For what it's worth, in the second half of this chapter there is a more immediate threat, where the Axidents come and check all of the sands' creations and administer brutal beatings if they're not up to scratch. That is still weird, but at least there's the primal agency of fear, which should be universal. Perhaps I should strip out some of this and get to that sooner. I'm still being bullish, but I think this first chapter, being set in this odd world, has to have crystal clarity.
     
  11. The Big Peat

    The Big Peat Well-Known Member

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    You have hints of his fear and the need to have something to avert punishment there; maybe exaggerate it a bit more?
     
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  12. sahlmi

    sahlmi Well-Known Member

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    I do like your concept, but for me, the things that stood out as somewhat lacking were:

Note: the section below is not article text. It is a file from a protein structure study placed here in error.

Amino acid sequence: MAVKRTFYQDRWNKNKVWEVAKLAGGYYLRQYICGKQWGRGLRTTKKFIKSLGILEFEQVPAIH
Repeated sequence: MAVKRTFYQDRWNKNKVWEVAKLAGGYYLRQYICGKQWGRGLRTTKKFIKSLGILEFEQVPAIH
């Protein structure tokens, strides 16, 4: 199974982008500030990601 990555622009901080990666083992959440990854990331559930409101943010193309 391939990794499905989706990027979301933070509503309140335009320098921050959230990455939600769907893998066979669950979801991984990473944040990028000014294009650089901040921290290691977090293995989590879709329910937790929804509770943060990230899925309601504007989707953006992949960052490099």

clarity, concision, emotion, and flow. I feel you could have said the same things with far fewer words, yet have a stronger impact. I also felt very distanced from the scene because Sand's emotion weren't very strong to me. I don't mean overly dramatic or anything, just more convincingly written. I also wouldn't call it a "smooth read." I had to stop to re-read too many times to get what was being said. That's what I meant by lacking flow.
     
  13. Bowler1

    Bowler1 Senile Member

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    The opening was too focused on detail with not much happening. I had no feeling for the wider world or developing story and I struggled to maintain my interest. And with respect to your good self Mr.Jones who can clearly write, you know all too well that an opening has to pull a reader in quick and character introspection is not a good vehicle to acheive this.